FDA Announces More Peanut-Related Recalls

Food and Drug Administration announced another recall due to possible salmonella contamination.

Several companies have decided to recall nut butter products this week after officials announced a possible salmonella outbreak at the New Mexico-based Sunland, Inc., according to CBSNews.

The company expanded its recall to cashew butters, tahini and other peanut products.

Last week, Maryland health officials confirmed one person had become sick with salmonella after eating peanut butter from Trader Joe's.

The Maryland Department of Health and Mental Hygiene warned citizens not to eat Trader Joe’s brand Valencia Creamy Salted Peanut Butter made with sea salt. The department said other peanut butter products could also be contaminated.

Whole Foods announced a recall Sept. 25 of its almond butter and peanut butter products—including brands like Earth Balance, Naturally More and Late July. A full list of recalled products can be found on the company's website.

Target also announced the recall of three of its peanut-based products on shelves—Justin's Peanut Butter w/Honey Packets, Chattanooga Bakery MoonPie and Archer Farms Almond/Cashew/Peanut Butter items (Sunland, Inc).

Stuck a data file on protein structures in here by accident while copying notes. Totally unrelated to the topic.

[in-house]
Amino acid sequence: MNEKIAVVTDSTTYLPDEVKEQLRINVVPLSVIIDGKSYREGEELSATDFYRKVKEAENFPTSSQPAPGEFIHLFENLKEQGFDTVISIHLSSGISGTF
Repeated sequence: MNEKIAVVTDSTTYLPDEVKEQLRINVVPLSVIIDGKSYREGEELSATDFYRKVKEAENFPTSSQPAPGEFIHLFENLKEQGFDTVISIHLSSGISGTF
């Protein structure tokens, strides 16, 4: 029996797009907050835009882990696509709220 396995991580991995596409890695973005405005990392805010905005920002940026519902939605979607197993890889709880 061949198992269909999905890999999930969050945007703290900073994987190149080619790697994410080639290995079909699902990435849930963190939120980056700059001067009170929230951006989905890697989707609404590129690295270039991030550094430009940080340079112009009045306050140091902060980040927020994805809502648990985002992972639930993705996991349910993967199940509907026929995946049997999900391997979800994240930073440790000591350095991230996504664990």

The threat of salmonella contamination has led Newman's Own Organics to recall one of its peanut-based products, according to the Food and Drug Administration (FDA).

The company announced Tuesday a recall of Peanut Butter Newman-O's Sandwich Creme Cookies, with the expiration date "27MAY13" and "3MAY14." 

Expiration dates are written on the side panels of the packages.

The cookies are in stores nationwide, according to a statement released by the FDA. 

Anyone who bought the cookies can return them to the store they were purchased from for a full refund, according to the statement. Customers with questions can call the company at 1-800-865-2866.

According to the Centers for Disease Control and Prevention, people infected with the bacteria can experience diarrhea, fever and abdominal cramps 12 to 72 hours after becoming infected.

Most people can recover in four to seven days without treatment, but salmonella can be deadly for some populations, including the elderly, the very young and the immunocompromised. 


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